uPnP Exploit Emerging, Protect Yourself and Keep Gaming
January 18, 2008 by Bill
It has come to my attention that there is an exploit emerging for Universal Plug and Play. In very (overly?) simple terms this means a bad guy can trick your router (and thus every computer on your network) into thinking www.YourBank.com is actually www.PhishingSiteThatWillStealYourIdentity.com, among other things. If you’d like more in depth coverage of this topic I suggest clicking here.
This guide is aimed towards Xbox 360 users, but you can skip any parts that deal with the 360 specifically or adapt those steps to fit your needs. For 99% of the people out there you simply need to connect to your router, switch a radio button, save the settings and reboot. For the rest of us, you need a lesson in port forwarding. This guide is using a late model Linksys router. The general idea is the same for other routers but names, IP address, and appearances may change. I’ll try to give you the information you’ll need to progress.
To begin with we need to be able to identify your Xbox 360 when we’re inside the router. Start the console and tab over to the “Settings” blade and select “Network Settings.” You should see something that looks like this:
You’ll need to write down the IP Address. In my case the address is 192.168.1.102. I’ll refer back to this number later.
Now you’ll need to log in to your router. Open your web browser and type in your router’s IP address. Usually you can take the first three sets of numbers from your Xbox 360’s IP address (in my case 192.168.1) and add a .1 to the end (in my case 192.168.1.1) to connect. Here are a few router addresses for the major manufacturers.
You should be prompted to enter a username and password. You would have created these when you first set up your network. Once you’re inside navigate to the “Administration” tab and you should see a setting for Upnp. Other router manufacturers may hide it under a different menu, but the word Upnp should be universal. Here’s what it looks like on my Linksys.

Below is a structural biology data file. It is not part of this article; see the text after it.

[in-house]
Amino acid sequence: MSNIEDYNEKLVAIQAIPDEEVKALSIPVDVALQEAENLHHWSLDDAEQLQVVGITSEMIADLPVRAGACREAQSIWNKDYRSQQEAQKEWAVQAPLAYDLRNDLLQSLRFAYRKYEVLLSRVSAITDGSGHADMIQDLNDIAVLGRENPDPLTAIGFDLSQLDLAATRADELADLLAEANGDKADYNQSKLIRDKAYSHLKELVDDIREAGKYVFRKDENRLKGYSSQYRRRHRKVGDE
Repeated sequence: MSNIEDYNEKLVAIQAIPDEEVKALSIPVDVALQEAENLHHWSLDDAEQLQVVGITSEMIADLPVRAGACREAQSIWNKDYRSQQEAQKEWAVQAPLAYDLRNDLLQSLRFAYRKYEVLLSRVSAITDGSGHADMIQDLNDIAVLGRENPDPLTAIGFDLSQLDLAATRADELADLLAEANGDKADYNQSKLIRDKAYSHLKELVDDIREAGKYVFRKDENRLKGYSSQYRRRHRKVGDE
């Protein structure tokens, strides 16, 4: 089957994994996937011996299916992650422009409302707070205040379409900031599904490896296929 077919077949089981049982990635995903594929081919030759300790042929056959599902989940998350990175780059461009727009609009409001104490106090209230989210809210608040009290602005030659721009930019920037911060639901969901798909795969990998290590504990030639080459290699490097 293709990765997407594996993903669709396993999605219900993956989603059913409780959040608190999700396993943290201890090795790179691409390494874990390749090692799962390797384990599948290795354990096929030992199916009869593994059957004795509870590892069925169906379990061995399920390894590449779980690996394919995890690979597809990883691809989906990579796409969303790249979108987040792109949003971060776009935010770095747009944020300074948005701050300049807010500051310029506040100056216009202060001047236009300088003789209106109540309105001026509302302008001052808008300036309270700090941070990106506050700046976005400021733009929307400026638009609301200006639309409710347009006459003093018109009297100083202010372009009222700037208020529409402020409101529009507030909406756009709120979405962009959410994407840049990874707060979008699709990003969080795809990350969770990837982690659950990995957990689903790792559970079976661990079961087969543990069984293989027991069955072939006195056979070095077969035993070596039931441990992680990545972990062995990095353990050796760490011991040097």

Make sure to click “disabled” and then save.
Now we need to make sure the Xbox 360 can still get the access it wants through a process called Port Forwarding. First we have to tell the router where to find the Xbox by giving it a Static IP. Navigate to your DHCP server settings page. On my Linksys it’s on the “Setup” general menu and the “Basic Setup” sub-menu. The button to access it is labeled “DHCP Reservation.” Some routers may have your Xbox named and it will be easy to find. Mine doesn’t, so let’s look for the IP address we wrote down earlier.
On my router I simply need to click the check box in the same row as my Xbox’s IP address and then “Add Clients.” Some routers will only show you a list of MAC Addresses. If you’re in this position look at the logs in your router for the IP address you wrote down, near that you’ll see a series of two characters separated by a colon (“:”) which will be the MAC address for your console. Jot that down and go back to the DHCP server configuration page and enter the IP address where appropriate. Be sure to save your settings.
Now we’re going to do the actual port forwarding. We only need to do two ports, which makes this relatively easy. Typically routers will have a “Port Forwarding” menu, but my Linksys uses the nomenclature “Applications & Gaming.” Some routers will let you choose between single port forwarding and port range forwarding, as mine does, others will put it in one large group. If you have the option select single port forwarding. We need to point UDP 88 and UDP/TCP (sometimes called “Both”) 3074 to the IP address for our console that we entered earlier. Make sure to label your port forwarding rules so they are easy to find if you need to modify or delete them later. It should look something like this:
Be sure that you save your settings.
Turn off everything on your network, including your router and cable/DSL modem. Wait about 30 seconds and bring your network back up starting with your modem, then your router, then your Xbox 360. Go back to the network settings tab and make sure it was assigned the same IP that you gave it earlier. If it isn’t you messed up the Static IP setting on the DHCP server step, start up your computer and try again.
Now for the final challenge, go to the “Test Xbox Live Connection” test in the settings blade. The result we’re concerned with here is “NAT.” The ideal result is “Open.” It should look like this:
If everything looks like what I’ve got here, congratulations! You’re now a lot more secure and your XBL connection won’t suffer because of it.
If it doesn’t you either forgot to disable Upnp or you messed up on Port Forwarding. Try again.
If you have any problems feel free to contact my bipedal minion, Bill. I don’t offer him much spare time but I’ll be sure he gets back to you eventually.
Nietzsche the IT Kitty